There are countless potentially frustrating aspects to our daily working lives, whether that comes in the form of demanding clients, unpleasant co-workers, lacklustre technology or a distinct lack of privacy. Which of the aforementioned you experience depends entirely upon your working environment, but there is one factor which is apparently causing frustration for workers across multiple fields - temperature.

This is according to new research conducted by heating specialists Emo Oil, in which they surveyed 1,371 UK adults in full or part-time employment in order to ascertain their biggest bugbear with their daily working lives.

The survey revealed that a staggering 47% of UK office workers cite differences over the office temperature to be the main source of workplace frustration. 57% of those consider their office to be too hot, whilst 43% say their office is overly cold.

Approximately two-thirds of respondents (63%) asserted that the temperature does in fact affect their productivity throughout the day, a fact which is backed up by various scientific studies and may be costing employers a fortune in wasted time and lost efficiency. To further add to this issue, 32% of respondents admitted that disagreements over the office temperature regularly lead to arguments in the workplace.

The annoyance caused by temperatures either too high or too low led to 17% of respondents requesting that their manager allow them to work from home, demonstrating how truly unbearable the situation can become.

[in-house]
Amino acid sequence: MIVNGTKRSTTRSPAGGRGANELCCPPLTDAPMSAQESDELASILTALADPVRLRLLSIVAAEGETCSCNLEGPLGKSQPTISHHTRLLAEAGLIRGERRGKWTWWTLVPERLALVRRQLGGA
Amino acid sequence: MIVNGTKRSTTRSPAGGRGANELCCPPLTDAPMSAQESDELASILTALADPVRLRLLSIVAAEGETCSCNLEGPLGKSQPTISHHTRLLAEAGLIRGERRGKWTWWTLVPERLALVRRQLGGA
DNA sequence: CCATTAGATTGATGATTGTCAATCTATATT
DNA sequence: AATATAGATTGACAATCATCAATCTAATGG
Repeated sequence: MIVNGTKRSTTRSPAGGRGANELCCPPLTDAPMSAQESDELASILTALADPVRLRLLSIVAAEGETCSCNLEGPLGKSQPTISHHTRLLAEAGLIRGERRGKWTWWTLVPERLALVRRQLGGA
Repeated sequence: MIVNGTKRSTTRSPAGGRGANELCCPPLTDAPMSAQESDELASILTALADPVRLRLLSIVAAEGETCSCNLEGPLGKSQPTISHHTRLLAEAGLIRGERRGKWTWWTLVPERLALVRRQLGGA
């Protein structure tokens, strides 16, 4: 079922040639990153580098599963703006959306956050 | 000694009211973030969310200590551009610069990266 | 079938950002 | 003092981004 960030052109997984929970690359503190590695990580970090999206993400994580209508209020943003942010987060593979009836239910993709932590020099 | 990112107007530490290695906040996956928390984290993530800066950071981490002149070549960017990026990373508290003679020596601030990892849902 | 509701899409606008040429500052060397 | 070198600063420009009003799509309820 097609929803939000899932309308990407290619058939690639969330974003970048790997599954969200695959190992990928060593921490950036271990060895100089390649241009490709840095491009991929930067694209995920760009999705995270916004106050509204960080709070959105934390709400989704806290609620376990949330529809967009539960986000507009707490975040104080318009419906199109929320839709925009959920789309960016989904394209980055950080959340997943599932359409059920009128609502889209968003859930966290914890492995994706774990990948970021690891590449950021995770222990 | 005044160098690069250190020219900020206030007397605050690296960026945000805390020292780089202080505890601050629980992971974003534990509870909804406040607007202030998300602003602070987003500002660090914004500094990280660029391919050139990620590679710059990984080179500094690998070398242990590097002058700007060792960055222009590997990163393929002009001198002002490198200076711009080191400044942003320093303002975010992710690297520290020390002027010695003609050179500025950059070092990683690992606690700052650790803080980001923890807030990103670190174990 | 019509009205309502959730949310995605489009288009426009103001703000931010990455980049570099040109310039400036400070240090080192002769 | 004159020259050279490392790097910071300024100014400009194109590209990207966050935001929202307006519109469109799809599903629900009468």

Suzanne Waddell, marketing manager at Emo Oil, said of the survey and its results, “It’s surprising to see that the office temperature is such a point of contention in UK workplaces.

“It seems here in the UK, we just can’t agree on acceptable temperatures, so much so that it is leading to dips in productivity and rows amongst colleagues at work. We recommend an impartial member of staff - such as someone in facilities - regularly reviews the office temperature according to the outside temperature.”

The survey further revealed that offices within the information and communications sector tend to carry the most excess heat, while those in facilities management are left to battle the bitterest cold the UK workplace has to offer.


Sam Bonson

Sam is an aspiring novelist with a passion for fantasy and crime thrillers. He is currently working as a content writer, journalist & editor in an attempt to expand his horizons.
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